USS Oakland (CL-95)

USS Oakland (CL-95) was the first in the second group of Atlanta light cruisers to enter service, and supported carrier raids, fought at the battle of Leyte Gulf, and supported the final attacks on the Japanese Home islands. She earned nine battle stars for service in World War II

The Oakland was launched on 23 October 1942 and commissioned on 17 July 1943. Her shakedown cruiser and working up period lasted until October, and she didn't reach Pearl Harbor until 3 November. From Pearl she joined a force of three heavy cruisers and two destroyers heading for Carrier Task Group 50.3, catching up with the fleet in the Ellice Islands.

Her first combat came during Operation Galvanic, the invasion of the Gilbert Islands. She fired her guns in anger for the first time on 20 November 1943, helping to fight off a Japanese air attack on the carriers.

On 26 November the Oakland was moved to TG 50.1 and placed in charge of the anti-aircraft screen for the carriers Yorktown (CV-10), Lexington (CV-16) and Independence (CVL-22) during a raid on Kwajalein, Wotje and Maloelap in the Marshall Islands (4 December 1943). The Japanese responded with air attacks, and the Oakland and the rest of the screen managed to fight off most of the attacks. Unfortunately friendly fire from the Oakland damaged the destroyer USS Taylor (DD-468), while one Japanese torpedo damaged the steering controls on the Lexington. The Oakland was given the job of escorting the Lexington back to Pearl Harbor, arriving on 9 December.

USS Oakland (CL-95), Mare Island, 27 October 1943
USS Oakland (CL-95),
Mare Island,
27 October 1943

On 16 January 1944 the fleet left Pearl Harbour heading for the Marshall Islands. The carriers attacked Maloelap on 29 January, Kwajalein on 30 January and then supported the landings on Kwajalein and Majuro on 31 January. By 4 February Majuro was so secure that the Oakland could anchor in her lagoon to take on supplies.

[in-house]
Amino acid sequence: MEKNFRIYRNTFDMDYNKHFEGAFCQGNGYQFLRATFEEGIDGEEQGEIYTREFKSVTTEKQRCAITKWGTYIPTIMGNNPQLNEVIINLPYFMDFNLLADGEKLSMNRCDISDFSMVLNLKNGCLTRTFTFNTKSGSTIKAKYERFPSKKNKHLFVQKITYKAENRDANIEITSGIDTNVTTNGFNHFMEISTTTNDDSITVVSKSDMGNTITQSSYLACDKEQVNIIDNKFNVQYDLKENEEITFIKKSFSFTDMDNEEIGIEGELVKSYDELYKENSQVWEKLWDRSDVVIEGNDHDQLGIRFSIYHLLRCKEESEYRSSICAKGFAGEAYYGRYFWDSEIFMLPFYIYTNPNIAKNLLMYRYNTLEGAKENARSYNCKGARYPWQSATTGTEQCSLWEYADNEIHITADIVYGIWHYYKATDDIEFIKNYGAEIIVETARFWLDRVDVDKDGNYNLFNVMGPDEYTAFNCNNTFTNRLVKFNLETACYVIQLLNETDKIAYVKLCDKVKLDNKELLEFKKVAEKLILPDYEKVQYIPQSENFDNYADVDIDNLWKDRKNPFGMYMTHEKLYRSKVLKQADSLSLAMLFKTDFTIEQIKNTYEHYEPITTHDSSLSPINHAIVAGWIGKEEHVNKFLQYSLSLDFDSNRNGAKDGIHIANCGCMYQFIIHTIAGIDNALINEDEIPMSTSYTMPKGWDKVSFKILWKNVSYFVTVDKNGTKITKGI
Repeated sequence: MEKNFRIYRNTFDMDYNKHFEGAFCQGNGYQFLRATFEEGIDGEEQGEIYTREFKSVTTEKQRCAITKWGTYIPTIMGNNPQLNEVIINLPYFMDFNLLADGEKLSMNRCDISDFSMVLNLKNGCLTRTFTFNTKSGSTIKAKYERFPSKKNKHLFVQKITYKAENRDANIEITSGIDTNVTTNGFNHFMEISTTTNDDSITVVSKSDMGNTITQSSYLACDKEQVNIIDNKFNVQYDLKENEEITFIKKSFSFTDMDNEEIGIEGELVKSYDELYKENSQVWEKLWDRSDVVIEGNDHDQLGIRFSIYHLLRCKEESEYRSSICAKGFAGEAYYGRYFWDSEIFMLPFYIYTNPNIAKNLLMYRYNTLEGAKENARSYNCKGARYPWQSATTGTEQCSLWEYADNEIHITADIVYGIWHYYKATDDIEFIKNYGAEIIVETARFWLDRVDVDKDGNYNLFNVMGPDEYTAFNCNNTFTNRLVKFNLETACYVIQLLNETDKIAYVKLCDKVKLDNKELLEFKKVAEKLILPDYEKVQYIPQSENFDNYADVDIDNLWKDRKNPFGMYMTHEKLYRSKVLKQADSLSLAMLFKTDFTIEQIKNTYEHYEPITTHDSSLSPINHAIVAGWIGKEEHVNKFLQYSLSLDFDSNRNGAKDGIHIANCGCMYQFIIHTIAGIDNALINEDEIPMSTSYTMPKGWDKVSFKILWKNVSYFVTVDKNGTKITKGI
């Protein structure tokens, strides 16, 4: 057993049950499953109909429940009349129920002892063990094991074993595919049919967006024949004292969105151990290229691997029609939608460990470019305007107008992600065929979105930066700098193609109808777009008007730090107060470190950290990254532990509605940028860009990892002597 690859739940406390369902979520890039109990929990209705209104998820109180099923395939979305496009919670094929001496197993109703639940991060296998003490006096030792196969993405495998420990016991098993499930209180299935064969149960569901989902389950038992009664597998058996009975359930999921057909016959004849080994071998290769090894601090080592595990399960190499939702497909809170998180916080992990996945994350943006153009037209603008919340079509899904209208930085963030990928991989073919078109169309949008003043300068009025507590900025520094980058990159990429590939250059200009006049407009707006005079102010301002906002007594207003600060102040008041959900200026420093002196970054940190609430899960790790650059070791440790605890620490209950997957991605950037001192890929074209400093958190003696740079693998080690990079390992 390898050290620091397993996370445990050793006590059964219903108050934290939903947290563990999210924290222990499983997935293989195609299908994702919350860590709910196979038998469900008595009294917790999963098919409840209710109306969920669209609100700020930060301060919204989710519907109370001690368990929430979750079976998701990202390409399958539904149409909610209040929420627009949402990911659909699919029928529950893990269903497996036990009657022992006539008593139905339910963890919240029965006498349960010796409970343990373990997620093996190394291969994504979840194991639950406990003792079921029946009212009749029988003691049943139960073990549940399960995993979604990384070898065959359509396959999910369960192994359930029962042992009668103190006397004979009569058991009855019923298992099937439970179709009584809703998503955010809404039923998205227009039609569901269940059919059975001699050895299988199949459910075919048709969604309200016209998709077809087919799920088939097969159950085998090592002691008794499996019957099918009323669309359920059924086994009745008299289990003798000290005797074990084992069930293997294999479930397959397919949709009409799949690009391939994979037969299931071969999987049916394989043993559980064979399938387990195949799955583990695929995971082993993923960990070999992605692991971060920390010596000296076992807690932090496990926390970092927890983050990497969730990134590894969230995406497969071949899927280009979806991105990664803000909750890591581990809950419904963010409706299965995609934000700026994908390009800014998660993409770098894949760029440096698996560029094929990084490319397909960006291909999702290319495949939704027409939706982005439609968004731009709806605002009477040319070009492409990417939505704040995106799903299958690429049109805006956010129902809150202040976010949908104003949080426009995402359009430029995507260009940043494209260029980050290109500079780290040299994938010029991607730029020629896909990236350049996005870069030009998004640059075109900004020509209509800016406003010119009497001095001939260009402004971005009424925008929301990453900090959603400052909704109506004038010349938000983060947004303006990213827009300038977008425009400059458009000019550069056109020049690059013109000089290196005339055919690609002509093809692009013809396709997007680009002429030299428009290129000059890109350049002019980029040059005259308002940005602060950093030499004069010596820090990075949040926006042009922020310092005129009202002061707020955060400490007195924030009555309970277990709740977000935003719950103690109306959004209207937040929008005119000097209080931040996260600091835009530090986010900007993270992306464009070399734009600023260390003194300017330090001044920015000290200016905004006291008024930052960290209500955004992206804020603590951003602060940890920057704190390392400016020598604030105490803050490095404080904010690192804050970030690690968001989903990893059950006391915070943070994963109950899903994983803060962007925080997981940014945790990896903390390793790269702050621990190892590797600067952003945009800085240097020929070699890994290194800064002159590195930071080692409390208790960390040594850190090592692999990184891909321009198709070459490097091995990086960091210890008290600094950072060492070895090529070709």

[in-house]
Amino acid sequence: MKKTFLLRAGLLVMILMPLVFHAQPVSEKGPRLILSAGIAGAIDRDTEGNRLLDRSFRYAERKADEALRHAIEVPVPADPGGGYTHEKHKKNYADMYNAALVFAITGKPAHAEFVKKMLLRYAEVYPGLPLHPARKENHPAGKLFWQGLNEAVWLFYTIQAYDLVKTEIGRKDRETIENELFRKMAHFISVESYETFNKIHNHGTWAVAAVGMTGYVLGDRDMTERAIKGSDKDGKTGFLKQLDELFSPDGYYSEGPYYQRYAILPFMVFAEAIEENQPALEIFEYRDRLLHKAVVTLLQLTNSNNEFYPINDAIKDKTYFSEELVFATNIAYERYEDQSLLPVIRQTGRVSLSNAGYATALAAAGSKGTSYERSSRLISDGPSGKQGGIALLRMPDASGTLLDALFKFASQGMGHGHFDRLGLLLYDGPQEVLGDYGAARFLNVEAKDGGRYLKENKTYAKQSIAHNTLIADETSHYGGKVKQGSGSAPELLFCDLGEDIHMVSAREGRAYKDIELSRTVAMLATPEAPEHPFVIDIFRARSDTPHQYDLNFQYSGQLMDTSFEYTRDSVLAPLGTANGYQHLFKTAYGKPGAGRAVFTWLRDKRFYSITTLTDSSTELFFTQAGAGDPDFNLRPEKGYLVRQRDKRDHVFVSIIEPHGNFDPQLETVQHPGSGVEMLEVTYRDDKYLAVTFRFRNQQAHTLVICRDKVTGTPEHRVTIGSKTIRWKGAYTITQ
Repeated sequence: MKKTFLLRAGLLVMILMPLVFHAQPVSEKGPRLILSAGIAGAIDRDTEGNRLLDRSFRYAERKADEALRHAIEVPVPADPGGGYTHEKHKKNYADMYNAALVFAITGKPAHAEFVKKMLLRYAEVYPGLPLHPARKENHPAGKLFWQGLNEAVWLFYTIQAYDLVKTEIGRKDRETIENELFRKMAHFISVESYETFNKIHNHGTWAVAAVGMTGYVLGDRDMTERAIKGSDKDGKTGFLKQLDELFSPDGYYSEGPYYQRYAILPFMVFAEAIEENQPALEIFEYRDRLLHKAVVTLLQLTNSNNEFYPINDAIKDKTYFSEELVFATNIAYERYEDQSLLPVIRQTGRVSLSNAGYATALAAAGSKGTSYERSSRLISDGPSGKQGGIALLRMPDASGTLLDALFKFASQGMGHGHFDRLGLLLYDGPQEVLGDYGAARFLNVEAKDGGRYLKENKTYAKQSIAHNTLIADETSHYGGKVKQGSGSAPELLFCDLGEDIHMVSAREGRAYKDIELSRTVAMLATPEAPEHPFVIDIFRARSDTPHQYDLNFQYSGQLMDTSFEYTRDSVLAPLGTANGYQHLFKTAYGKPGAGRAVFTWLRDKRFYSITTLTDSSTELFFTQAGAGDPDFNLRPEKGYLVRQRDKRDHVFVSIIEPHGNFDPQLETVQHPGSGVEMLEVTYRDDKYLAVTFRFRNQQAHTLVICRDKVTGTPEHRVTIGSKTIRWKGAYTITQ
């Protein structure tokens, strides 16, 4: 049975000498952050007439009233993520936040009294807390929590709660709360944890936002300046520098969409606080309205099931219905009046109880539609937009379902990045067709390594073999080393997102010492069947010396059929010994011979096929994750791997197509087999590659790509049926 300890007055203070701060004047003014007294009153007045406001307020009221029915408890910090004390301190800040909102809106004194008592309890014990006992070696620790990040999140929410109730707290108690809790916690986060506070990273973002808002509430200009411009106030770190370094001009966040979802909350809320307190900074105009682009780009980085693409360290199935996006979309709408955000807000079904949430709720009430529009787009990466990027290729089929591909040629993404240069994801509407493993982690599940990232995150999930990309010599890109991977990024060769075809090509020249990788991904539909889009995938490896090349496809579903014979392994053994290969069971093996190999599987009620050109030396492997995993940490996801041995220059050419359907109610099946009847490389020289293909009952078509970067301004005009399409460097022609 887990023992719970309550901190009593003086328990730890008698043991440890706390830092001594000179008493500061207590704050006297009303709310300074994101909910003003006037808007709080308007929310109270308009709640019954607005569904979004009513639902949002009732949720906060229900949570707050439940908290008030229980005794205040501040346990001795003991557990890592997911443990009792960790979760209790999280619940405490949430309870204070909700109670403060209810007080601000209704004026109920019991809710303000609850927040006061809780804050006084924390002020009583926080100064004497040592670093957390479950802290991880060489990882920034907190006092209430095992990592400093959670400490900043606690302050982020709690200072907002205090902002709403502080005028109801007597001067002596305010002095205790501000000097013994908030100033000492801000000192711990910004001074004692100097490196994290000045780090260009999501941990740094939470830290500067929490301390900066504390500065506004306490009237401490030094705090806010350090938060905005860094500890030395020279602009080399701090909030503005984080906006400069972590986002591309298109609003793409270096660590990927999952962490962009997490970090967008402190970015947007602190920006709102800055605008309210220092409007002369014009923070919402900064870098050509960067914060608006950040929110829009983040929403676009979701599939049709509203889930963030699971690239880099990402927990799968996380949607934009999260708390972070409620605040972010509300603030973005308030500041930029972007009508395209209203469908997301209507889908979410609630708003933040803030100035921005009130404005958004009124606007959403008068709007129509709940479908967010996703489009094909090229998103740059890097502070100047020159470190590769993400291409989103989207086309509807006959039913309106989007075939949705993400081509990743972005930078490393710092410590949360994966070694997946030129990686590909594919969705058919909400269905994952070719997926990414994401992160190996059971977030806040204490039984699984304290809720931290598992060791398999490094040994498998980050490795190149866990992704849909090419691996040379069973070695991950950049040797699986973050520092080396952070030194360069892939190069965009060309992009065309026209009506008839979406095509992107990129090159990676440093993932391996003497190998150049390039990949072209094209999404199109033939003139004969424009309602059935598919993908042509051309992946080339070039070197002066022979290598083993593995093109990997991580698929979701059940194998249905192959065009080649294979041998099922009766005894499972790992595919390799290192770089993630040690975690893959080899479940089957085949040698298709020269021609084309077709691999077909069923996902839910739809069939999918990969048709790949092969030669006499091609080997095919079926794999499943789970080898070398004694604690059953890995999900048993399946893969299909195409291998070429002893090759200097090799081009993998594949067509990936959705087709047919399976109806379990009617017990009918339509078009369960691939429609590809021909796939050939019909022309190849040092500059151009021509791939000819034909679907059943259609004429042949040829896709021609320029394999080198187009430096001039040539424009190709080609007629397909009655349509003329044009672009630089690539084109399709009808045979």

On 17-18 February 1944 the carriers hit the Japanese fleet base at Truk. TF 58, with the Oakland, then hit the Mariana Islands. On 20 March TG 58.1 covered the occupation of Emirau Island, north of New Britain, one of the final steps in the isolation of Rabaul. Next the carriers hit targets in the Caroline Islands, attacking Palau on 30 March, Yap on 31 March and Woleai on 1 April. Bases on New Guinea were the target on 21-22 April and Truk was hit once more before the end of the month.

The next American target was the Mariana Islands. On 11-13 June the Oakland covered the carriers as they attacked Guam, then escorted them as they raided the Volcano and Bonin Islands (14 June). The Japanese responded by launching a major attack on the American fleet. This triggered the Battle of the Philippine Sea (19-20 June 1944), a massive carrier battle that resulted in very heavy losses amongst Japanese carrier aviators.

In the aftermath of this battle the Oakland's carrier group hit Pagan (23 June), Iwo Jima (24 June), Iwo Jima and Chichi Jima (3-4 July) and then Guman and Rota. On 9 July the Oakland and the destroyer Helm (DD-388) bombarded the Orote Peninsula and provided air-sea rescue services for downed pilots. Finally in July the carriers hit Yap and Ulithi (26-27 July).

In early August the Oakland had a rare chance for a surface engagement. She was provided part of the anti-aircraft screen for an attack on Iwo Jima when a Japanese convoy was discovered near Chichi Jima. Air attacks slowed down the Japanese convoy, and a force made up of four light cruisers (Oakland, Santa Fe (CL–60), Mobile (CL–63), Biloxi (CL–80)) and seven destroyers was sent to finish it off. This force caught the Japanese late on 4 August, and sank the destroyer escort Matsu, the collier Ryuko Maru and the cargo ship Hokkai Maru). The American squadron then bombarded Chichi Jima, and the light cruisers attacked shipping and the seaplane base in Funtami Ko harbour.

In early September the Oakland’s carrier group hit targets on Peleliu and in the western Caroline Islands. They then spent two weeks hitting Japanese targets on the Philippines. At the start of October TG 38.2 carried out a massive raid on the Ryukyu Islands. This was followed by an attack on Formosa (12 October 1944), which triggered a major Japanese air attack. The heavy cruiser Canberra (CA-70) was badly damaged, and the Oakland helped escort her to safety. Once the Canberrawas safe the Oakland rejoined the main fleet, and helped cover the invasion of Leyte (20 October 1944).